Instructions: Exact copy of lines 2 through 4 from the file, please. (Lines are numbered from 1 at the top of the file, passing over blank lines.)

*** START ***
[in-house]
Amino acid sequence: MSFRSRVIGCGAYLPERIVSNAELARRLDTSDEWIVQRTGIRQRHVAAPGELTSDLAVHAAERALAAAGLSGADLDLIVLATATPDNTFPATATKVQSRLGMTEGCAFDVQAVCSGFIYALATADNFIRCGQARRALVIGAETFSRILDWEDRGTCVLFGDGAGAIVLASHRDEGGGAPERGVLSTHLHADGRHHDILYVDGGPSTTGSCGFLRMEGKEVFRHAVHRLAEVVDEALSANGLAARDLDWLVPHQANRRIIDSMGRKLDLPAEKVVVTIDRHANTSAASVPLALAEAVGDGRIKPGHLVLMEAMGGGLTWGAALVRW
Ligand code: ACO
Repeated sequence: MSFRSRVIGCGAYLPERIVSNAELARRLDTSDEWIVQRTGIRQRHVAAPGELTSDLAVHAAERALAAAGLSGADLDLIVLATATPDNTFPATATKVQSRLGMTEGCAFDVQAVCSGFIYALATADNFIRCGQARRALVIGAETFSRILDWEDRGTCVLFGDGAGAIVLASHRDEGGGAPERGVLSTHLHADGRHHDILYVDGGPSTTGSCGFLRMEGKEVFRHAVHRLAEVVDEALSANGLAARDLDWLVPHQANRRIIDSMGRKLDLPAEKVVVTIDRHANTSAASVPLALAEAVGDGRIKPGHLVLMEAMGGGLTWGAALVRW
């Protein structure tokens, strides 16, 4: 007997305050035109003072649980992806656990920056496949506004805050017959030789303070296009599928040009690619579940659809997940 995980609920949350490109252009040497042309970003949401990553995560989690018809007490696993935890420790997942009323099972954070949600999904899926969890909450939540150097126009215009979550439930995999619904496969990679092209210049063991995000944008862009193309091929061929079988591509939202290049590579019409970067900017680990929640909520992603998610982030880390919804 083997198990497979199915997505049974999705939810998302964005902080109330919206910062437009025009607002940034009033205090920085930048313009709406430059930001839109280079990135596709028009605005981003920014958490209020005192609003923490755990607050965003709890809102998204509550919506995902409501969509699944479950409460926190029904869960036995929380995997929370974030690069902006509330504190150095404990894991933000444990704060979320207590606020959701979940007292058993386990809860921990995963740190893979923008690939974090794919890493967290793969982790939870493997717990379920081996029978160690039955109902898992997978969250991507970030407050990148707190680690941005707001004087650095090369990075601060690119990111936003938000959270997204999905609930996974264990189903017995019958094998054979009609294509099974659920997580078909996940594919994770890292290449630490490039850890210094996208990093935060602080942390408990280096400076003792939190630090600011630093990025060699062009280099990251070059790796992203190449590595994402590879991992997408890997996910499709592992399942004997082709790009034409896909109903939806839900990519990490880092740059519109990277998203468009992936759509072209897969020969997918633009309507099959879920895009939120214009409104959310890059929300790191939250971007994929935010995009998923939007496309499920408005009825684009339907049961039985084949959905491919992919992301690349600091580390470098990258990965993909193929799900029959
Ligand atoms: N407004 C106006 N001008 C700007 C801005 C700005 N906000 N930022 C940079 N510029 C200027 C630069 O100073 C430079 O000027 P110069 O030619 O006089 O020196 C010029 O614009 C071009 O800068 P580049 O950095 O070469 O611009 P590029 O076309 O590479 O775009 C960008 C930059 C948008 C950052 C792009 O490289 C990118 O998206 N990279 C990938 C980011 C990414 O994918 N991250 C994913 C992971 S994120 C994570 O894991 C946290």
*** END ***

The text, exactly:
Amino acid sequence: MSFRSRVIGCGAYLPERIVSNAELARRLDTSDEWIVQRTGIRQRHVAAPGELTSDLAVHAAERALAAAGLSGADLDLIVLATATPDNTFPATATKVQSRLGMTEGCAFDVQAVCSGFIYALATADNFIRCGQARRALVIGAETFSRILDWEDRGTCVLFGDGAGAIVLASHRDEGGGAPERGVLSTHLHADGRHHDILYVDGGPSTTGSCGFLRMEGKEVFRHAVHRLAEVVDEALSANGLAARDLDWLVPHQANRRIIDSMGRKLDLPAEKVVVTIDRHANTSAASVPLALAEAVGDGRIKPGHLVLMEAMGGGLTWGAALVRW
Ligand code: ACO
Repeated sequence: MSFRSRVIGCGAYLPERIVSNAELARRLDTSDEWIVQRTGIRQRHVAAPGELTSDLAVHAAERALAAAGLSGADLDLIVLATATPDNTFPATATKVQSRLGMTEGCAFDVQAVCSGFIYALATADNFIRCGQARRALVIGAETFSRILDWEDRGTCVLFGDGAGAIVLASHRDEGGGAPERGVLSTHLHADGRHHDILYVDGGPSTTGSCGFLRMEGKEVFRHAVHRLAEVVDEALSANGLAARDLDWLVPHQANRRIIDSMGRKLDLPAEKVVVTIDRHANTSAASVPLALAEAVGDGRIKPGHLVLMEAMGGGLTWGAALVRW